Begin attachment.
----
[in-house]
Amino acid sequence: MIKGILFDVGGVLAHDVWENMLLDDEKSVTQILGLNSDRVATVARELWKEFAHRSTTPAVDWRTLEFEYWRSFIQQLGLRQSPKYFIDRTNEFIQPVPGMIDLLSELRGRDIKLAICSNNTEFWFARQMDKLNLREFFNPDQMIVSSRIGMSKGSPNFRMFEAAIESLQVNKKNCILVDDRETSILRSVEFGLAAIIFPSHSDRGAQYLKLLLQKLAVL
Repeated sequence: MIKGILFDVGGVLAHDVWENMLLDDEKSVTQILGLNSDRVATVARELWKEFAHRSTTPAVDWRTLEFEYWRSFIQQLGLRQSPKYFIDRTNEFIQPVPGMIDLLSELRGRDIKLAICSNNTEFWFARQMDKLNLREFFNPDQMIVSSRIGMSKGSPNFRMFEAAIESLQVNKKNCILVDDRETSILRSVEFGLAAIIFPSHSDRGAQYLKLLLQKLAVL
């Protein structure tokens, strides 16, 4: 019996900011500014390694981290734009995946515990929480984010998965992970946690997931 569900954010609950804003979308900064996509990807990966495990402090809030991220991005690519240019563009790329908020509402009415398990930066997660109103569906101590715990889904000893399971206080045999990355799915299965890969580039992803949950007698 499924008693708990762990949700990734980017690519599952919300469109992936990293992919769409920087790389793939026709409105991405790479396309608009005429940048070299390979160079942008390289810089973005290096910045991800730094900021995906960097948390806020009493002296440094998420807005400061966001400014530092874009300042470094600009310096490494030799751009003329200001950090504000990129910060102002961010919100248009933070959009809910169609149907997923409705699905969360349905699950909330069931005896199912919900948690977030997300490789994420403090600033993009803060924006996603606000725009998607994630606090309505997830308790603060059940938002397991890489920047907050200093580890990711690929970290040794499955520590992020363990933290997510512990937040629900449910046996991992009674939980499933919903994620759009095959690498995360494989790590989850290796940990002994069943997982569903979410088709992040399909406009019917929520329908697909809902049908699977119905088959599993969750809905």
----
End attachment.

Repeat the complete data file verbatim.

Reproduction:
[in-house]
Amino acid sequence: MIKGILFDVGGVLAHDVWENMLLDDEKSVTQILGLNSDRVATVARELWKEFAHRSTTPAVDWRTLEFEYWRSFIQQLGLRQSPKYFIDRTNEFIQPVPGMIDLLSELRGRDIKLAICSNNTEFWFARQMDKLNLREFFNPDQMIVSSRIGMSKGSPNFRMFEAAIESLQVNKKNCILVDDRETSILRSVEFGLAAIIFPSHSDRGAQYLKLLLQKLAVL
Repeated sequence: MIKGILFDVGGVLAHDVWENMLLDDEKSVTQILGLNSDRVATVARELWKEFAHRSTTPAVDWRTLEFEYWRSFIQQLGLRQSPKYFIDRTNEFIQPVPGMIDLLSELRGRDIKLAICSNNTEFWFARQMDKLNLREFFNPDQMIVSSRIGMSKGSPNFRMFEAAIESLQVNKKNCILVDDRETSILRSVEFGLAAIIFPSHSDRGAQYLKLLLQKLAVL
């Protein structure tokens, strides 16, 4: 019996900011500014390694981290734009995946515990929480984010998965992970946690997931 569900954010609950804003979308900064996509990807990966495990402090809030991220991005690519240019563009790329908020509402009415398990930066997660109103569906101590715990889904000893399971206080045999990355799915299965890969580039992803949950007698 499924008693708990762990949700990734980017690519599952919300469109992936990293992919769409920087790389793939026709409105991405790479396309608009005429940048070299390979160079942008390289810089973005290096910045991800730094900021995906960097948390806020009493002296440094998420807005400061966001400014530092874009300042470094600009310096490494030799751009003329200001950090504000990129910060102002961010919100248009933070959009809910169609149907997923409705699905969360349905699950909330069931005896199912919900948690977030997300490789994420403090600033993009803060924006996603606000725009998607994630606090309505997830308790603060059940938002397991890489920047907050200093580890990711690929970290040794499955520590992020363990933290997510512990937040629900449910046996991992009674939980499933919903994620759009095959690498995360494989790590989850290796940990002994069943997982569903979410088709992040399909406009019917929520329908697909809902049908699977119905088959599993969750809905």